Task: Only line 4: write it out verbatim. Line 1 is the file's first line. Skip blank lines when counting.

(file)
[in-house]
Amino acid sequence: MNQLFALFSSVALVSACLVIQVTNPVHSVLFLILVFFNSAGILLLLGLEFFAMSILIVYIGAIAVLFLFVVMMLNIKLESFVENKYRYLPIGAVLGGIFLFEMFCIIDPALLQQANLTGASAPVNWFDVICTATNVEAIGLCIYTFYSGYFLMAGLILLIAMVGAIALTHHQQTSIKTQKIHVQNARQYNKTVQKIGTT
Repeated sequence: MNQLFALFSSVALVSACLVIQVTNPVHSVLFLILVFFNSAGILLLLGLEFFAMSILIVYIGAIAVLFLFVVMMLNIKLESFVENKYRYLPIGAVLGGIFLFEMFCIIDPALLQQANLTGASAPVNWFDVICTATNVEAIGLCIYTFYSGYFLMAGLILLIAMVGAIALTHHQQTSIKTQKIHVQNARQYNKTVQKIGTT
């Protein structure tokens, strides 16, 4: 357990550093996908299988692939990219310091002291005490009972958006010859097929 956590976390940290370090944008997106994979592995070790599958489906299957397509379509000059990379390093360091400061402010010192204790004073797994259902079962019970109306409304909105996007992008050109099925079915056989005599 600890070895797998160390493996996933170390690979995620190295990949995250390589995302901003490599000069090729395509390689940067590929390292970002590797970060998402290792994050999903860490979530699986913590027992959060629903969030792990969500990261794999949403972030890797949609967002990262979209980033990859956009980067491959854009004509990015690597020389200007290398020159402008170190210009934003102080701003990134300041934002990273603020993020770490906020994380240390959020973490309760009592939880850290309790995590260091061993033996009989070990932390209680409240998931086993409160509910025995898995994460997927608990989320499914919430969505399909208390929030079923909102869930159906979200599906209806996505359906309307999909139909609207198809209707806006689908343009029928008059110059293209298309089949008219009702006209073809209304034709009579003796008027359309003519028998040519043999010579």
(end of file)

């Protein structure tokens, strides 16, 4: 357990550093996908299988692939990219310091002291005490009972958006010859097929 956590976390940290370090944008997106994979592995070790599958489906299957397509379509000059990379390093360091400061402010010192204790004073797994259902079962019970109306409304909105996007992008050109099925079915056989005599 600890070895797998160390493996996933170390690979995620190295990949995250390589995302901003490599000069090729395509390689940067590929390292970002590797970060998402290792994050999903860490979530699986913590027992959060629903969030792990969500990261794999949403972030890797949609967002990262979209980033990859956009980067491959854009004509990015690597020389200007290398020159402008170190210009934003102080701003990134300041934002990273603020993020770490906020994380240390959020973490309760009592939880850290309790995590260091061993033996009989070990932390209680409240998931086993409160509910025995898995994460997927608990989320499914919430969505399909208390929030079923909102869930159906979200599906209806996505359906309307999909139909609207198809209707806006689908343009029928008059110059293209298309089949008219009702006209073809209304034709009579003796008027359309003519028998040519043999010579």